In God We Trust, though it is cur­rently enshrined by law as the official motto of the United States, is inher­ently divisive. Not only does it exclude a sig­nif­icant minority – i.e. the non­re­li­gious – but it also excludes those reli­gions that believe in mul­tiple gods, as well as those that believe in none (like Bud­dhists). Fur­thermore, it is an unfor­tunate fact that many gov­ernment agents and agencies who display the motto believe it to be an overt endorsement of Christian belief. When used in such a context, In God We Trust vio­lates the most sacred of American prin­ciples: the sep­a­ration of church and state.
    E Pluribus Unum, we believe, is a motto that encap­su­lates the variety of expe­rience and belief in this great country. It first appeared on the pro­posal for the seal of the United States in 1776, where it rep­re­sented the union of colonies, who, despite deeply rooted dif­fer­ences amongst them­selves, united to throw off the shackles of oppressive and arbi­trary gov­er­nance. The seal promi­nently dis­playing E Pluribus Unum, was approved by con­gress in 1782.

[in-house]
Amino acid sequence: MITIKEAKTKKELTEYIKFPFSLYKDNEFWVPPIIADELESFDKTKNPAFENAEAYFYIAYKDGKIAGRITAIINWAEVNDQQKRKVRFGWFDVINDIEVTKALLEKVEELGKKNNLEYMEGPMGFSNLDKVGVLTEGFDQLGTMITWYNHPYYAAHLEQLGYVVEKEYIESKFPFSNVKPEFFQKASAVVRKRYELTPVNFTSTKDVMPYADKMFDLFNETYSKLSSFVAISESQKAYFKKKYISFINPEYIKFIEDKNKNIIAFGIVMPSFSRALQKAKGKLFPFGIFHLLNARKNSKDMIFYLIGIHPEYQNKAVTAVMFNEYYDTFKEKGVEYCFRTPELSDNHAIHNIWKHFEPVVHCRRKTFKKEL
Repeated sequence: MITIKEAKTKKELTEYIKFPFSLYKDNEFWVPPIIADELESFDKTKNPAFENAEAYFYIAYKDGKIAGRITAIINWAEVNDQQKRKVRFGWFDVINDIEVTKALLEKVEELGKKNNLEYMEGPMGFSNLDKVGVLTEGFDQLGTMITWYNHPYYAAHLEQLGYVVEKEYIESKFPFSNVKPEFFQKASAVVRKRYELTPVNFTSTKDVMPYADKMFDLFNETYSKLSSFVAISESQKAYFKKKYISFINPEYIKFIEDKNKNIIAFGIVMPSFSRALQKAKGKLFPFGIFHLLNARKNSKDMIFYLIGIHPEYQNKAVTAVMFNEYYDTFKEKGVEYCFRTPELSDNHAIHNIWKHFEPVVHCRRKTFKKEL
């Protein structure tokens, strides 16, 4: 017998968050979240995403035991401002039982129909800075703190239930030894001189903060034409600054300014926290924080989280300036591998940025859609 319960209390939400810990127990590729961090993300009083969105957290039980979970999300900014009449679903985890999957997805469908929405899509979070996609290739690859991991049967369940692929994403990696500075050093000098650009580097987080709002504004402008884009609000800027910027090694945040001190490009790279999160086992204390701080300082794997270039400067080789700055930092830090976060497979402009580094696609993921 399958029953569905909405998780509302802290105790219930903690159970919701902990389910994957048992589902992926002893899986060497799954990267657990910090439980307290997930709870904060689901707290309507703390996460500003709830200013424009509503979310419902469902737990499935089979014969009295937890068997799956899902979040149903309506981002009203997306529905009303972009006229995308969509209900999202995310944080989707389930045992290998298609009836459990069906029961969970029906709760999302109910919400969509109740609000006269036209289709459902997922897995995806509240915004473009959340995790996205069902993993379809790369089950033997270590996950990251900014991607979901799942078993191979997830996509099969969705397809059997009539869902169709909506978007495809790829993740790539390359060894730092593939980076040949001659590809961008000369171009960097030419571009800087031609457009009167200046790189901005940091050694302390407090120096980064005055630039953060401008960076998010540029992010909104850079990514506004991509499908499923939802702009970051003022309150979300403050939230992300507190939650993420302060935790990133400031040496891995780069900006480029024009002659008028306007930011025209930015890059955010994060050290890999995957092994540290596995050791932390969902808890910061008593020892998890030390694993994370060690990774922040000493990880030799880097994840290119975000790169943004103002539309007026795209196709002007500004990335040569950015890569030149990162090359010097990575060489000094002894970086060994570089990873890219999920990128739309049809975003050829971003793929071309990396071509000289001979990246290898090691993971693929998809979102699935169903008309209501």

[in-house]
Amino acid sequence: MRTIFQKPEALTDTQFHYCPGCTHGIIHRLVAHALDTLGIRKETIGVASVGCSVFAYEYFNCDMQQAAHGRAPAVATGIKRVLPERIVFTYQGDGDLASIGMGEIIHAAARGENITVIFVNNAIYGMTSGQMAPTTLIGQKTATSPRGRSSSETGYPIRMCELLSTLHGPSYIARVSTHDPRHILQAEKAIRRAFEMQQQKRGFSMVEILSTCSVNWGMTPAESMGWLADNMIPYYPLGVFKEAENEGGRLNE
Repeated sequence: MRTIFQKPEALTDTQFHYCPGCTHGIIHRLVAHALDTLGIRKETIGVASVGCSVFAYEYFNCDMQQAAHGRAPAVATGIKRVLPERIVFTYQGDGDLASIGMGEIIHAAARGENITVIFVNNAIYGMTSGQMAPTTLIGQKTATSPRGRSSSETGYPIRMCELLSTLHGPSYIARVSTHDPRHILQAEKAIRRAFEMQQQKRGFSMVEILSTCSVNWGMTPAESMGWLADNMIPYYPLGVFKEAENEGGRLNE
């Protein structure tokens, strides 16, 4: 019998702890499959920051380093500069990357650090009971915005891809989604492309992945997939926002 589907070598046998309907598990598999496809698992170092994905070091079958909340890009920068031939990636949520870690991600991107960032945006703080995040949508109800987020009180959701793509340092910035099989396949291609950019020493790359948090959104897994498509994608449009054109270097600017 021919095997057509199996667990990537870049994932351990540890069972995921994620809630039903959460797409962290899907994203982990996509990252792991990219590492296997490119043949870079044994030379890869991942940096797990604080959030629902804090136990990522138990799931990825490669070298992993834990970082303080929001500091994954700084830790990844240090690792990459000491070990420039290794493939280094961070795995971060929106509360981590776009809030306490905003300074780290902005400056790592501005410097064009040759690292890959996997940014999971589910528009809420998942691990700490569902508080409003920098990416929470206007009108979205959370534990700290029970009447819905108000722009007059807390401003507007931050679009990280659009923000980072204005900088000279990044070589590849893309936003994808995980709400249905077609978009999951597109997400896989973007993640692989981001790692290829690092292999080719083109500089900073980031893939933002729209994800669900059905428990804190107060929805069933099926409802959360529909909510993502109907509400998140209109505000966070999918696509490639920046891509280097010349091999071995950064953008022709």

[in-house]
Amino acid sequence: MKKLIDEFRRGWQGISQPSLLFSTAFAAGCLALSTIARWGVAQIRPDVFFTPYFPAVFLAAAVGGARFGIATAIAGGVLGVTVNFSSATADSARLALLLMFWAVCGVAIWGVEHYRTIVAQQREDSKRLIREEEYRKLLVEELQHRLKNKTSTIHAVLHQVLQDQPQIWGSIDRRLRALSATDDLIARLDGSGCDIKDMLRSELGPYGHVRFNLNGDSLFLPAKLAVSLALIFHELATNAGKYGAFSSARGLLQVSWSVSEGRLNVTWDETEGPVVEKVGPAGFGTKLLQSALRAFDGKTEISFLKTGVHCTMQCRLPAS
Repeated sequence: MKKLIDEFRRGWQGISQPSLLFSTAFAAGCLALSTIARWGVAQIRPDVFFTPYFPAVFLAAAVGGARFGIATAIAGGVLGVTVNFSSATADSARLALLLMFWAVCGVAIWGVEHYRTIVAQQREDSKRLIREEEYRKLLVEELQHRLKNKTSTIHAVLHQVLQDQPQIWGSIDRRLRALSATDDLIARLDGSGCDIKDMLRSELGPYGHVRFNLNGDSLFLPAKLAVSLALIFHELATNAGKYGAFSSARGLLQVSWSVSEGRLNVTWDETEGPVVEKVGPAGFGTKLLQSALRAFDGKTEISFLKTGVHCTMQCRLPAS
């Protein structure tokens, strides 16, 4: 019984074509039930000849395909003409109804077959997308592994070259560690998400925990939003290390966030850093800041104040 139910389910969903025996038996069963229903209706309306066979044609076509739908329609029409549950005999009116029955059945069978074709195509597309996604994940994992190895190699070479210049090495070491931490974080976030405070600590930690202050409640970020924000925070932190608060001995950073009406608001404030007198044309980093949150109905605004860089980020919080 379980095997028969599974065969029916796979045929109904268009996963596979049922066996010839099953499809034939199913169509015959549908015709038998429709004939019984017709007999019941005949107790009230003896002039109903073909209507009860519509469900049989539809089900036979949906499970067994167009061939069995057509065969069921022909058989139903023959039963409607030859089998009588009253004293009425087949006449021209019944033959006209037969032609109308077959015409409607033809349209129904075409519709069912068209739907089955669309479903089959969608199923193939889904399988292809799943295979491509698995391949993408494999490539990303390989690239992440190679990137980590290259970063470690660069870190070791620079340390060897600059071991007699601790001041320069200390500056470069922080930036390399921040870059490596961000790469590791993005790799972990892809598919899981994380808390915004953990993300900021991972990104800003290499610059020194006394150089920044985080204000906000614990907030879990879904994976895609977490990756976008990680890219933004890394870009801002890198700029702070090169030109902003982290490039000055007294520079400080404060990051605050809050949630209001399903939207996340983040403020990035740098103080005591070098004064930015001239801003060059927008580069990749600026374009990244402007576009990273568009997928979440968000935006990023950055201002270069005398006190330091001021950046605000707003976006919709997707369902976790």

We the People are the first words written on the doc­ument that offi­cially formed the united states of America. Those words like E Pluribus Unum, became the glue that has held this nation together though war and peace. They are the epitome of what our founders wanted for this nation.

    While you may still choose, of course, to display the motto In God We Trust, we here at The Original Motto Project humbly ask that you con­sider a com­promise that can satisfy both view­points on this issue: mount E Pluribus Unum or We the People in an equally prominent and hon­orable place alongside In God We Trust.

    Robert Ray
    The Original Motto Project

  • Brien